Notes On Measuring Change in Internal Energy and Change in Enthalpy - CBSE Class 11 Chemistry

Calorimetry is an experimental technique that involves the measurement of heat changes associated with physical (or) chemical processes.

The experimental technique of Calorimetry actually involves two steps.

  • The determination of heat capacity of a calorimeter.
  • Involves the determination of the change in temperature during the completion of the reaction.


The measure of a bomb calorimeter's heat absorbing property is called its heat capacity.

Heat produced:
         qv = Cv x ΔT
             Where,
                       Cv = heat capacity of the calorimeter

Molar heat of combustion = Cv x ΔT x M/W

Where , W = mass of the substance (in grams)
            M = Molecular weight of that substance (in grms)

              qv = ΔU (Internal Energy Change)

Heat evolved is the heat of combustion at constant volume and is a measure of internal energy change ∆U.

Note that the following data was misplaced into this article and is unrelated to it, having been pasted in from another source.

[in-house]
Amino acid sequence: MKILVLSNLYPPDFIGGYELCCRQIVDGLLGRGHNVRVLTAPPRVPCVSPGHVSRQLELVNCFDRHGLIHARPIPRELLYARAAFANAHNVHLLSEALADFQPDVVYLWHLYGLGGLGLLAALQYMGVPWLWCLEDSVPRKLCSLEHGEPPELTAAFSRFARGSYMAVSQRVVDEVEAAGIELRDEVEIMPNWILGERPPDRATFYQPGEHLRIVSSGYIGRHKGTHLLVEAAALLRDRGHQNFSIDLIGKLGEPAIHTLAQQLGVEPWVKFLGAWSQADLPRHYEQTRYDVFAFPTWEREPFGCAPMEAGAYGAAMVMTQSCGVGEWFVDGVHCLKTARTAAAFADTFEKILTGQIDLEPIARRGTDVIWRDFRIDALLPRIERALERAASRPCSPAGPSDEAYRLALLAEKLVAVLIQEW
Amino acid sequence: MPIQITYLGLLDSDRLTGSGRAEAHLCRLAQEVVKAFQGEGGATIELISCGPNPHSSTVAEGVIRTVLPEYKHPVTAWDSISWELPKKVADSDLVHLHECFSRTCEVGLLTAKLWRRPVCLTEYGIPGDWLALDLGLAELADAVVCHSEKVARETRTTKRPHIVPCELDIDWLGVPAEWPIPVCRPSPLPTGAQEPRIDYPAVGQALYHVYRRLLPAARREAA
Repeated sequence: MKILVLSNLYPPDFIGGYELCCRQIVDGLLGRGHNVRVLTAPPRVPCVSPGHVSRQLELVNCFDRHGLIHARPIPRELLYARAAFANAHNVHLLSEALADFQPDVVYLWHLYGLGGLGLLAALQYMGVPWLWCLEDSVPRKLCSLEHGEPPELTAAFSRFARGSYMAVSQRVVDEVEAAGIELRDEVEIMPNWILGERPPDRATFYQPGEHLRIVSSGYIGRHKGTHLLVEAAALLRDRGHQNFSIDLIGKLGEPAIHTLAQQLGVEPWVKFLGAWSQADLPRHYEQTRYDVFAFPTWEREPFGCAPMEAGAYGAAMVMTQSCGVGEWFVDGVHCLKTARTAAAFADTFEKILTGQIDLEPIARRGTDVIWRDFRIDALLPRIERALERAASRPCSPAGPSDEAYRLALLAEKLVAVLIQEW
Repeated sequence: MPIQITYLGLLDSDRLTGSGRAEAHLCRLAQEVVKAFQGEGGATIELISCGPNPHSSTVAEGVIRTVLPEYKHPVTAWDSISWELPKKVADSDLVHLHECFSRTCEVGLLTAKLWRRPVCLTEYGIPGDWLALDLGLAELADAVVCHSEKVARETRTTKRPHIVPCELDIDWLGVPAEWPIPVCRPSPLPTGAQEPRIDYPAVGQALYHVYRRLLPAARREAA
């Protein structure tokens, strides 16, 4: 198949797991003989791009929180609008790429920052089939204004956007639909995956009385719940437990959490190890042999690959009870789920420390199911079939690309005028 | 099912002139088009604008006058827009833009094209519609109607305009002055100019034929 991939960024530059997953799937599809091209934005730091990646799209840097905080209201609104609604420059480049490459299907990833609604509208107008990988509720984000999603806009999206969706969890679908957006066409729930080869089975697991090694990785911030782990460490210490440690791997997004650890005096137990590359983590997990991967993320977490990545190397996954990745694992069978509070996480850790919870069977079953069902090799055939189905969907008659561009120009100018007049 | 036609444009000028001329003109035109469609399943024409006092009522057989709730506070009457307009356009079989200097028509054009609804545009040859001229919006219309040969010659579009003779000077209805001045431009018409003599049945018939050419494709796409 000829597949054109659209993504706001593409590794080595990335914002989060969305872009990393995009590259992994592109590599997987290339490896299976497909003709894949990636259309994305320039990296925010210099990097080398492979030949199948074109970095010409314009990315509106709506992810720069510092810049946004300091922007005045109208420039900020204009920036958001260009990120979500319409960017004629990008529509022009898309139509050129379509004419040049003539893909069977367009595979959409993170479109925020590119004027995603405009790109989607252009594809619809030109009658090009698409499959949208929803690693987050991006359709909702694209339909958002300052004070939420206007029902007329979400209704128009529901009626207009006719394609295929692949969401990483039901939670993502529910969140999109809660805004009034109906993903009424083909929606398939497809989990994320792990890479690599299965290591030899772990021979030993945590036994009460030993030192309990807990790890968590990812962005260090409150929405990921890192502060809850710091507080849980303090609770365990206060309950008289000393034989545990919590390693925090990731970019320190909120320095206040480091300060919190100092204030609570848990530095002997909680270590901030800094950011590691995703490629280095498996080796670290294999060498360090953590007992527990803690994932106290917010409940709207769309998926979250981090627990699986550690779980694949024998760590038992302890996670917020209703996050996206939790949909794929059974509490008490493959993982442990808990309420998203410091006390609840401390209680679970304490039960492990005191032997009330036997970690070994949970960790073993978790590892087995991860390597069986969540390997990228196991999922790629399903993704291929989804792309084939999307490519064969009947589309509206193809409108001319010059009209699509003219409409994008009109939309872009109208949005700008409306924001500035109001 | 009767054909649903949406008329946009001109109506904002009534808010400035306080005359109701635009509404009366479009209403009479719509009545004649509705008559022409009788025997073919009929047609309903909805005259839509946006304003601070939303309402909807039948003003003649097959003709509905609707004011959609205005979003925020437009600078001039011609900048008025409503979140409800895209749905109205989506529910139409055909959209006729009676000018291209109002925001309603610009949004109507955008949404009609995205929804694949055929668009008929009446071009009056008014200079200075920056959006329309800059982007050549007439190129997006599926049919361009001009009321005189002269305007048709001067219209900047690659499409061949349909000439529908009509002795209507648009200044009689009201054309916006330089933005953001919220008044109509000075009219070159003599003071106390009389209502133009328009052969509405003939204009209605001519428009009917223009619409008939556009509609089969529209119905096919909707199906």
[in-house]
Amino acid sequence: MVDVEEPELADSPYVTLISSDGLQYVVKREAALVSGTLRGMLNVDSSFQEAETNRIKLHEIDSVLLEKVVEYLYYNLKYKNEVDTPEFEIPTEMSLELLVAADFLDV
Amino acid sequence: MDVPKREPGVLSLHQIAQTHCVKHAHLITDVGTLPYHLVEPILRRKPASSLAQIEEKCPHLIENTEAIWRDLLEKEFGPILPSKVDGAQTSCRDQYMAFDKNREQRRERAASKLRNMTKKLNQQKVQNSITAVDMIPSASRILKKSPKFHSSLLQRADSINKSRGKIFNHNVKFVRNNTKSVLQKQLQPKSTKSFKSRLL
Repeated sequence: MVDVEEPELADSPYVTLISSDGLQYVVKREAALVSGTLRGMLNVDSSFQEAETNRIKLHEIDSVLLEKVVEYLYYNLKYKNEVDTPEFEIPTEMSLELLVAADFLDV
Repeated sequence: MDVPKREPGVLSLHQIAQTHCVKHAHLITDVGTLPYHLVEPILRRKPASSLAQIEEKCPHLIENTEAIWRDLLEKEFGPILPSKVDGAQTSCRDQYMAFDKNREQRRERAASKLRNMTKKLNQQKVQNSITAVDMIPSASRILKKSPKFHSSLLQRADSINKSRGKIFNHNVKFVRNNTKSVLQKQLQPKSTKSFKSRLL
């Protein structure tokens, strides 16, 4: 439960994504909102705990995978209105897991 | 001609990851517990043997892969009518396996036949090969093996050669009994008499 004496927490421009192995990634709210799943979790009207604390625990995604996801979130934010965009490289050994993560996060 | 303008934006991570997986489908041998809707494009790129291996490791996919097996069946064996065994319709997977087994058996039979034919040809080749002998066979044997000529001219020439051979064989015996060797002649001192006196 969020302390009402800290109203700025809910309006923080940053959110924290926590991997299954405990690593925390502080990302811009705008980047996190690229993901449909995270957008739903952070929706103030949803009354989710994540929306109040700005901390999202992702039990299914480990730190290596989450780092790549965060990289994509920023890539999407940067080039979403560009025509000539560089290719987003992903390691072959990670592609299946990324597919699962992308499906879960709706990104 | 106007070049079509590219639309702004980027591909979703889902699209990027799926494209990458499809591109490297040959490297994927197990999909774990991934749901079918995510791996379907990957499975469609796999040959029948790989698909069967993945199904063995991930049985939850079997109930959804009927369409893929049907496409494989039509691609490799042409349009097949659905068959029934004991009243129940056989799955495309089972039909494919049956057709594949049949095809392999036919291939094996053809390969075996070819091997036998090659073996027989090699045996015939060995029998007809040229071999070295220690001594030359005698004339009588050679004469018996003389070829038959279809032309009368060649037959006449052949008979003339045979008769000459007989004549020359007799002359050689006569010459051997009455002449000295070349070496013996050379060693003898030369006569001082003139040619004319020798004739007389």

In an exothermic reaction, heat is evolved and the system loses heat to the surroundings. Therefore enthalpy change ∆H is negative.

In an endothermic reaction, heat is absorbed by the system, from the surroundings and therefore, the enthalpy change ∆H will be positive.

Summary

Calorimetry is an experimental technique that involves the measurement of heat changes associated with physical (or) chemical processes.

The experimental technique of Calorimetry actually involves two steps.

  • The determination of heat capacity of a calorimeter.
  • Involves the determination of the change in temperature during the completion of the reaction.


The measure of a bomb calorimeter's heat absorbing property is called its heat capacity.

Heat produced:
         qv = Cv x ΔT
             Where,
                       Cv = heat capacity of the calorimeter

Molar heat of combustion = Cv x ΔT x M/W

Where , W = mass of the substance (in grams)
            M = Molecular weight of that substance (in grms)

              qv = ΔU (Internal Energy Change)

Heat evolved is the heat of combustion at constant volume and is a measure of internal energy change ∆U.

In an exothermic reaction, heat is evolved and the system loses heat to the surroundings. Therefore enthalpy change ∆H is negative.

In an endothermic reaction, heat is absorbed by the system, from the surroundings and therefore, the enthalpy change ∆H will be positive.

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